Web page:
Across North Carolina, 141 COVID-19 cases have been linked to child care centers in total, with more than half of the cases in children.
The first child care worker in North Carolina died from COVID-19 last week, and 19 facilities are labelled as COVID-19 clusters, meaning they have at least five cases, according to the North Carolina Department of Health and Human Services (NCDHHS).
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As the spread increases, some workers on the inside, like Susan Creary, are concerned.
"A lot us were concerned because with child care there is no real social distancing. I'm with toddlers, so I'm with these kids, they're in my face, I'm in their face and there's no real way for us to be that safe," Creary said.
Creary works at a child care center in the Triangle that her 4-year-old son also attends.
She said her center has taken some steps to combat the virus, but said she wasn't ready to come back to work.
"I was upset and scared. My son is at school with me and I don't have a choice but to bring him," Creary said. "My husband works overnight, and we don't have any other source of care, so I have to bring him to school with me. Whether he feels safe or not, mommy still has to go to work and I still have to bring him."
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Her situation is shared by many other first responders who need to return to work, but have no place but a child care center to watch their kids.
Creary said within in a week of her facility opening back up, an employee tested positive for COVID-19. Creary decided to get tested and quarantine. She tested negative and is back at work but still worried about the risks.
"Every day when I go to work, in the pit of my stomach I feel sick," she said.
The weight of the responsibility to keep both kids and staff safe weighs on Cassandra Brooks, who owns two child care centers in the Triangle.
"I tell everyone we're like a triage nurse in the beginning of the day, so we're a teacher part of the day but we're a triage nurse some part of the day," Brooks said.
Her Little Believer's Academy in Clayton has stayed open throughout the majority of the pandemic to service first responders' children.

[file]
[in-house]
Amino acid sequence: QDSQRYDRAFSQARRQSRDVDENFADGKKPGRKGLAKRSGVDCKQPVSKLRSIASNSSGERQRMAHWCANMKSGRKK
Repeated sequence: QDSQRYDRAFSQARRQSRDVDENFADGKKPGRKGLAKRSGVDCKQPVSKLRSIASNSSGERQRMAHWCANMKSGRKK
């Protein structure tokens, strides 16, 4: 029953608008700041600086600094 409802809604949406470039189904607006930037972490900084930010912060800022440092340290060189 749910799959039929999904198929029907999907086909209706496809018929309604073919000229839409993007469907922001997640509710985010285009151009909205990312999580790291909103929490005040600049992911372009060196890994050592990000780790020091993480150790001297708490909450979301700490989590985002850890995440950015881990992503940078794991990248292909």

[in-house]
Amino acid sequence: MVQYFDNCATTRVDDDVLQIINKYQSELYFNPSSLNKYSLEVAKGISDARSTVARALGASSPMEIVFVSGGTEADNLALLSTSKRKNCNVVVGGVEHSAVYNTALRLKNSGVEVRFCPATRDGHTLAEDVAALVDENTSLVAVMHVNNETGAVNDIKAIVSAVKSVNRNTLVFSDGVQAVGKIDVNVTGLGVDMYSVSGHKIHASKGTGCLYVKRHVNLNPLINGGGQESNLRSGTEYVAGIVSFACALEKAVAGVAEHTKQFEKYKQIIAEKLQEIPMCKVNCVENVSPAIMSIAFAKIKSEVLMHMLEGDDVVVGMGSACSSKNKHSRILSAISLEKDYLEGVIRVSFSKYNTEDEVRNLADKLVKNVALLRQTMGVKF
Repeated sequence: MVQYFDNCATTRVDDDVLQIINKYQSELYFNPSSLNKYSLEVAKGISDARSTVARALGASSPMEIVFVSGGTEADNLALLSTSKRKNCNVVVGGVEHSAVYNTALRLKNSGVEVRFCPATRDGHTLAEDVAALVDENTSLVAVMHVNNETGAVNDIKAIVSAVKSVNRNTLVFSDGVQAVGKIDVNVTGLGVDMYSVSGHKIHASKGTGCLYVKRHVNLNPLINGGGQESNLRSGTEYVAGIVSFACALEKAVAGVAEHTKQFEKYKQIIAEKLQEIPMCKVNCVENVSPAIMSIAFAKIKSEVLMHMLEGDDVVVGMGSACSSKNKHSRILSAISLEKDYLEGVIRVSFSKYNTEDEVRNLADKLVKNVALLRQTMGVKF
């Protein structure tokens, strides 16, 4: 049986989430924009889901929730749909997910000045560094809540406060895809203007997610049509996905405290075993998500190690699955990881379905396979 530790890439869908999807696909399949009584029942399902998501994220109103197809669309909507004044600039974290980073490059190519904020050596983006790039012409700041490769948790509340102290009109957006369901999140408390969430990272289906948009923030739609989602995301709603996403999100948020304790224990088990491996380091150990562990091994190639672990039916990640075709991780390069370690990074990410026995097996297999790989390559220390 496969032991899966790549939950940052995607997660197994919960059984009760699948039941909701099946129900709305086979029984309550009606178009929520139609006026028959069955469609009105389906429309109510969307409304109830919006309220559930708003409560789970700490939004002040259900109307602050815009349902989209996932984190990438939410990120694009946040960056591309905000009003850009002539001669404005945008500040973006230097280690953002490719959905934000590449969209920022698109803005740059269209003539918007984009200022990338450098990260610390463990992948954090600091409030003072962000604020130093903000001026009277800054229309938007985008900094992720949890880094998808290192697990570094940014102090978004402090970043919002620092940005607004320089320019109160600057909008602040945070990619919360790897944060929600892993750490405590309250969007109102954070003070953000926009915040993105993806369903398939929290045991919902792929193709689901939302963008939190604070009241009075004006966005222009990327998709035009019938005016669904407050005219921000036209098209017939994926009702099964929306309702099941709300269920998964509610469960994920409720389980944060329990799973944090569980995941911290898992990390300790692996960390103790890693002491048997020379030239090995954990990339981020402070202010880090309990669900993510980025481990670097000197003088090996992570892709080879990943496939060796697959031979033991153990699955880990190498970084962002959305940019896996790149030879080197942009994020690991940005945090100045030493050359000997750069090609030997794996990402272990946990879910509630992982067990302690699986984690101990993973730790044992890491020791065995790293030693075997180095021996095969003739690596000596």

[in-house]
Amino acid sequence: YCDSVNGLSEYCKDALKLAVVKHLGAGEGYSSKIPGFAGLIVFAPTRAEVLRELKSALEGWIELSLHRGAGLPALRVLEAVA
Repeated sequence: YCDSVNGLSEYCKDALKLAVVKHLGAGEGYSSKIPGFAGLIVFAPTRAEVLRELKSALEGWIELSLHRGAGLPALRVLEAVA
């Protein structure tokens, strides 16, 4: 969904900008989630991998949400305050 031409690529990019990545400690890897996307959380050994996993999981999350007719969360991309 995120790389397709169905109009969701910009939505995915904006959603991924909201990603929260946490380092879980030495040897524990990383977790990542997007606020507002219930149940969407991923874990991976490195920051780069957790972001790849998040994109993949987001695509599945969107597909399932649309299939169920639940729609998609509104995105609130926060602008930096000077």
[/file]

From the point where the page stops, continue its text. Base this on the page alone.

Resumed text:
Each morning her staff checks temperatures and asks questions about the child and family's health. Staff members wear masks throughout the day and regularly take kids' temperatures. Brooks bought air purifiers and other safety items but still, she said her center in Gardner had two positive cases.
"I hear many people talk about this as an invisible monster. This is an invisible in the sense that I felt like I did everything I was supposed to do at that school to ensure everyone's safety, but this individual was asymptomatic, no fever, nothing, like nothing. I would have never known," Brooks said.
She said immediately after finding out about the case, she alerted all parents, closed the facility and spent $2,000 of her savings to hire a deep cleaning company.
"I just really feel like some places that are just flipping back over--and I know you have to sometimes because of income, and don't get me wrong I get that businesses are trying to survive right now--but I feel like health and safety is more important because I don't want that on my heart and my mind if something happened to someone. I'd rather do the best I can possible to try to help someone," Brooks said.
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Brooks said she feels like her response helped the virus not spread and the center not become a 'COVID-19 cluster.' She admitted she is concerned about the impact of school starting, as her centers also care for school-aged kids.
Dr. Ibukunoluwa Akinboyo is a pediatric infectious disease specialist with Duke Health. She said kids are not immune to COVID-19, but so far it seems like younger children are not as likely to spread the virus.
"But I think we still have a lot more to learn about what happens when we put kids together," Akinboyo said.
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More than 15,000 cases of COVID-19 in North Carolina are linked to children under 17 years old.
Akinboyo said child care centers and other school settings can be doing things to be both open and minimize risks.
"When they are in the school, keeping classroom sizes small so the number of kids you are putting together are in smaller groups, cleaning all shared surfaces, shared toys, limiting shared equipment where you can and of course when appropriate having people wear masks particularly in indoor settings," she said.
Beyond taking initial precautions, Akinboyo said how centers react to a positive case can also make an impact. She said contacting the health department and helping with contract tracing are some of the top things centers should do.
However, decreasing the risk inside child care centers, she said, starts with steps taken at home and in the community to decrease the overall presence of the novel coronavirus.
If you're looking for a child care facility, be sure to check out their inspection history beforehand. Find out what violations centers received here.